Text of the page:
Plastic Surgery and Self-Esteem: Beauty≠Confidence

This article is an excerpt from the Shortform book guide to "Psycho-Cybernetics" by Maxwell Maltz. Shortform has the world's best summaries and analyses of books you should be reading.

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Does plastic surgery improve self-esteem? Do people who undergo plastic surgery for aesthetic improvement see their self-esteem rise?

Not everyone sees their self-esteem rise after undergoing plastic surgery. According to plastic surgeon Maxwell Maltz, looks are only a small part of how you see yourself.

In this article, we’ll explore the link between plastic surgery and self-esteem, according to Maxwell Maltz.

Does Plastic Surgery Improve Self-Esteem?

Throughout his time working as a plastic surgeon, Maxwell Maltz realized that there was a discrepancy between how different patients responded to the correction of “physical flaws.” After surgery, some of his patients would display an immediate rise in self-esteem and self-confidence—he noticed that these patients were more comfortable with themselves and approached their goals more proactively than they did pre-surgery. This initially led Maltz to believe that transforming his patients’ physical appearance would lead them to think more positively about themselves—this rise in self-confidence would become apparent in their self-expression and personality, and it would have an impact on the level of success that they achieved.

However, this theory didn’t hold up, as he noticed that some patients showed no change in their personalities after surgery—they continued to think, feel, and act exactly as if the “flaw” was still there, and their inner feelings and attitudes remained the same. In other words, their outward appearance changed (sometimes drastically) but they still didn’t feel any happier or see themselves differently, and their level of success didn’t improve. 

Through further research into plastic surgery and self-esteem, Maltz discovered that patients who responded positively to surgery (with a rise in self-esteem) correctly identified their flaws as the cause of their low self-esteem. On the other hand, the patients who failed to change often had expectations that were not satisfied by the surgery—they incorrectly identified their flaws as the cause of their low self-esteem and lack of success.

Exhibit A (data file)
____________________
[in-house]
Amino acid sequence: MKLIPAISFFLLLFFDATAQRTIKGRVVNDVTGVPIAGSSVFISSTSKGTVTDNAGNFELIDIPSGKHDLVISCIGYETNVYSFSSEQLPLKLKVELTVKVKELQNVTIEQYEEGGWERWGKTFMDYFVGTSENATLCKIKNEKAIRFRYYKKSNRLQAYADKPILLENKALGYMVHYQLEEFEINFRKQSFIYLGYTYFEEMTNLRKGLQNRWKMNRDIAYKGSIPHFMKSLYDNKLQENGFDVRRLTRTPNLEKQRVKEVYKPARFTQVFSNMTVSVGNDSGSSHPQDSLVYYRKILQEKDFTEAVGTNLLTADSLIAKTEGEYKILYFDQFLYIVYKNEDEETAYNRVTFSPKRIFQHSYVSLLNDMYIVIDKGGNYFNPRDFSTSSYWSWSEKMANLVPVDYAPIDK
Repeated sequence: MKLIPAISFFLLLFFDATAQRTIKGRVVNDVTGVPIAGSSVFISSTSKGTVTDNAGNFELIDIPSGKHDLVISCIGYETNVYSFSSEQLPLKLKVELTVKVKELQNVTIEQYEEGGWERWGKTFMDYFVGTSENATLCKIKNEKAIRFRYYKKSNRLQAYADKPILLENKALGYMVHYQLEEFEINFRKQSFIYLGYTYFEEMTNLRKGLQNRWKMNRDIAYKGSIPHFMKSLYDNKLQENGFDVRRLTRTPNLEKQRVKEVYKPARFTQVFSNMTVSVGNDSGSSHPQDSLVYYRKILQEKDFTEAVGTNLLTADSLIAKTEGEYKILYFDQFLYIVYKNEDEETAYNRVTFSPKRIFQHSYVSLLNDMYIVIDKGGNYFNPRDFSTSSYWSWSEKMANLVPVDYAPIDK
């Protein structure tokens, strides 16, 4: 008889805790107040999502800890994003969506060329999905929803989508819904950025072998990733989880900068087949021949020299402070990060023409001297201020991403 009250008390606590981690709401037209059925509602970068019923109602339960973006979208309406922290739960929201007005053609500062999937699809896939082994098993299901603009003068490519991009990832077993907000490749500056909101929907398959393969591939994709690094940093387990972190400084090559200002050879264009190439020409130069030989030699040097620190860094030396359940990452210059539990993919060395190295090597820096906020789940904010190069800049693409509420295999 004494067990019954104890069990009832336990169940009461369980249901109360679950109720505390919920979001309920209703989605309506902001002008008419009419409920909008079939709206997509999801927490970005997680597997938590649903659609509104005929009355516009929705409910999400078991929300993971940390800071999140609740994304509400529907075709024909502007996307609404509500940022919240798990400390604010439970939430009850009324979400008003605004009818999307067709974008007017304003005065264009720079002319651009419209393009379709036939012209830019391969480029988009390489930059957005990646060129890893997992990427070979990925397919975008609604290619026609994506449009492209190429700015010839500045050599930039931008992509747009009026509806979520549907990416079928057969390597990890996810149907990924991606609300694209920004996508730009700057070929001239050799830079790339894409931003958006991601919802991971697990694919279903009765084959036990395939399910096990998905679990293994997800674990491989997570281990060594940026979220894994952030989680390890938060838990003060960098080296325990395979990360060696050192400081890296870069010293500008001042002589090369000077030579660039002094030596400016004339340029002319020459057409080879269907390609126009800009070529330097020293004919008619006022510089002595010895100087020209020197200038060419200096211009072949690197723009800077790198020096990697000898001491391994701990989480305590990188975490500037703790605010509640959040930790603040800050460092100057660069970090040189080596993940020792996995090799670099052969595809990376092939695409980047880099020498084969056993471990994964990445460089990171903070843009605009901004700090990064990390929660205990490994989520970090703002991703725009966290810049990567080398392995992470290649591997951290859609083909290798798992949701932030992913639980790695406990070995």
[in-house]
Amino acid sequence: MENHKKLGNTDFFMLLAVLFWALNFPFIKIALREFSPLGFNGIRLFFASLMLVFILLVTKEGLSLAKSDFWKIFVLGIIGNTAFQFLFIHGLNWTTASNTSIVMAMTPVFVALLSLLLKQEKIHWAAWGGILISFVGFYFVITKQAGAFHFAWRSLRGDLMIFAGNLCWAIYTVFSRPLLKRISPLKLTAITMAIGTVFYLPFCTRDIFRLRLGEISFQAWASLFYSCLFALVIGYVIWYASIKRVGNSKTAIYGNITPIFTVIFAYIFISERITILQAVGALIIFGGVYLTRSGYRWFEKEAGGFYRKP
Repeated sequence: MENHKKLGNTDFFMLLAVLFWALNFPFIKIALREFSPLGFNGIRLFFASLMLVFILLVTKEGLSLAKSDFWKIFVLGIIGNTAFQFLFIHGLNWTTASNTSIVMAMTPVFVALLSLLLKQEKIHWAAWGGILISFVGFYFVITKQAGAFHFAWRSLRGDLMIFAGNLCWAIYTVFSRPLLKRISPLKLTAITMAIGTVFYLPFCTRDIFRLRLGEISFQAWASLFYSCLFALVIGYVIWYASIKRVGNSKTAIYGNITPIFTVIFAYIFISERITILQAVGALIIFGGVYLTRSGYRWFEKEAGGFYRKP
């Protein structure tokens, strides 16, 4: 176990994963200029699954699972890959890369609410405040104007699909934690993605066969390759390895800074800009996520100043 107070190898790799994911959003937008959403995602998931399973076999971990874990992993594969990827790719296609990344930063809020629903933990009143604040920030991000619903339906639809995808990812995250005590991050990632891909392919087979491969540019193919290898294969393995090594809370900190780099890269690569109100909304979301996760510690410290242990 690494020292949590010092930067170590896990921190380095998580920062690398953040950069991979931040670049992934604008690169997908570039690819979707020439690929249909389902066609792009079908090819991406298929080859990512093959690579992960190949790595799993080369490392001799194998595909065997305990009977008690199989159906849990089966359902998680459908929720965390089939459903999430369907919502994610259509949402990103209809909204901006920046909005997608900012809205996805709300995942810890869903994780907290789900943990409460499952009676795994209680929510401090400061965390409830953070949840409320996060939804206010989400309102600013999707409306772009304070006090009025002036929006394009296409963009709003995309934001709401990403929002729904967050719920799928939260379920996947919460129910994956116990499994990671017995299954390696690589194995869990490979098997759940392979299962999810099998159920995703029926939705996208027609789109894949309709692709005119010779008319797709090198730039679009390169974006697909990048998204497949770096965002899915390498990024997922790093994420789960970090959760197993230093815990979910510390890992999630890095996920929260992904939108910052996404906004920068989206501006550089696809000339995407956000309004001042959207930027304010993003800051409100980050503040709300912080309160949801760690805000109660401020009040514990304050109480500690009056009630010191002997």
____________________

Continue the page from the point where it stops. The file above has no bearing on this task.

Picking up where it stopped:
Don’t Rely on Cosmetic Surgery to Improve Your Self-Esteem

Psychological problems related to how people view their bodies are increasingly common. For example, a poll from the Mental Health Foundation revealed that one in eight UK adults are so self-conscious about their body image that they have suicidal thoughts. The charity identified social media’s representation of the “idealized body image” as a cause of this distress.

Consequently, research shows that cosmetic surgery patients are more likely to suffer from “Body Dysmorphic Disorder,” an obsessive-compulsive disorder centered on perceived physical flaws. It’s therefore vital that medical practitioners watch out for patients who rely on cosmetic surgery as a source of their self-esteem, particularly those who view cosmetic surgery as a quick fix to confidence.

Further, these patients are more likely to become addicted to cosmetic surgery—they have one procedure and feel an instant boost of confidence. Eventually, this confidence wears off and they find another “flaw” to fix, so they have another procedure, and so on. 

While cosmetic surgery can help to promote a positive self-image, cosmetic surgeons do need to ensure that their patients are emotionally healthy before agreeing to undertake any procedures. Emotional health in this respect means that patients have a balanced opinion about their appearance. They understand that most of what they experience has nothing to do with how they look, and they realize that their lives won’t drastically change after cosmetic surgery. 

Your Physical Appearance Doesn’t Define Your Self-Perception

After Maltz discovered that his patients responded differently to having their physical “flaws” corrected, he next realized that two people with the same physical flaw can respond in dramatically different ways to the same feature. One person may feel ashamed of this feature and use it as an excuse to withdraw from life, while the other person may not pay any attention to it and won’t let it affect her confidence (success).